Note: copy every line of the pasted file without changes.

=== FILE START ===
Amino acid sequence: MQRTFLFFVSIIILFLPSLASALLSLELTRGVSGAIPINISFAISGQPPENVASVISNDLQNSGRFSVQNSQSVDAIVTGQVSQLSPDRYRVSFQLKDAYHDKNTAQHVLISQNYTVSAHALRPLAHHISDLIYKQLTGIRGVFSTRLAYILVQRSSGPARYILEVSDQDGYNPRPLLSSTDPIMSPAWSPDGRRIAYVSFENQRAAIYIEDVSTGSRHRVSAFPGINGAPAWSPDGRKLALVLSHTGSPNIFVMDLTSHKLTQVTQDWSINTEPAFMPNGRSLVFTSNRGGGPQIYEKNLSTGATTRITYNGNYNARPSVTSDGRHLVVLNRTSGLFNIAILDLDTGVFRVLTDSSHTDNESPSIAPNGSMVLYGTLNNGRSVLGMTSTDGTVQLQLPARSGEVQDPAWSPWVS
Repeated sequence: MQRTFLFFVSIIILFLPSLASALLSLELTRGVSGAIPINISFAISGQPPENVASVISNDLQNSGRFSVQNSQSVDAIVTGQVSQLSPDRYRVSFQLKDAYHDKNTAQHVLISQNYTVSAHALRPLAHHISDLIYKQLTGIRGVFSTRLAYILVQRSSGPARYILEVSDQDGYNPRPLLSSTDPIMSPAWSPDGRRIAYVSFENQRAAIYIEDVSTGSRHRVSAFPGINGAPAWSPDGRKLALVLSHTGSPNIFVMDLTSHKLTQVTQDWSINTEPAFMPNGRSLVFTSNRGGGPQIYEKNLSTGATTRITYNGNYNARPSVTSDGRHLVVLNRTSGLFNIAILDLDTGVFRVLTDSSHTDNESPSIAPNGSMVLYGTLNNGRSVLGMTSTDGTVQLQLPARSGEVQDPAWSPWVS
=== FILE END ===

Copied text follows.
Amino acid sequence: MQRTFLFFVSIIILFLPSLASALLSLELTRGVSGAIPINISFAISGQPPENVASVISNDLQNSGRFSVQNSQSVDAIVTGQVSQLSPDRYRVSFQLKDAYHDKNTAQHVLISQNYTVSAHALRPLAHHISDLIYKQLTGIRGVFSTRLAYILVQRSSGPARYILEVSDQDGYNPRPLLSSTDPIMSPAWSPDGRRIAYVSFENQRAAIYIEDVSTGSRHRVSAFPGINGAPAWSPDGRKLALVLSHTGSPNIFVMDLTSHKLTQVTQDWSINTEPAFMPNGRSLVFTSNRGGGPQIYEKNLSTGATTRITYNGNYNARPSVTSDGRHLVVLNRTSGLFNIAILDLDTGVFRVLTDSSHTDNESPSIAPNGSMVLYGTLNNGRSVLGMTSTDGTVQLQLPARSGEVQDPAWSPWVS
Repeated sequence: MQRTFLFFVSIIILFLPSLASALLSLELTRGVSGAIPINISFAISGQPPENVASVISNDLQNSGRFSVQNSQSVDAIVTGQVSQLSPDRYRVSFQLKDAYHDKNTAQHVLISQNYTVSAHALRPLAHHISDLIYKQLTGIRGVFSTRLAYILVQRSSGPARYILEVSDQDGYNPRPLLSSTDPIMSPAWSPDGRRIAYVSFENQRAAIYIEDVSTGSRHRVSAFPGINGAPAWSPDGRKLALVLSHTGSPNIFVMDLTSHKLTQVTQDWSINTEPAFMPNGRSLVFTSNRGGGPQIYEKNLSTGATTRITYNGNYNARPSVTSDGRHLVVLNRTSGLFNIAILDLDTGVFRVLTDSSHTDNESPSIAPNGSMVLYGTLNNGRSVLGMTSTDGTVQLQLPARSGEVQDPAWSPWVS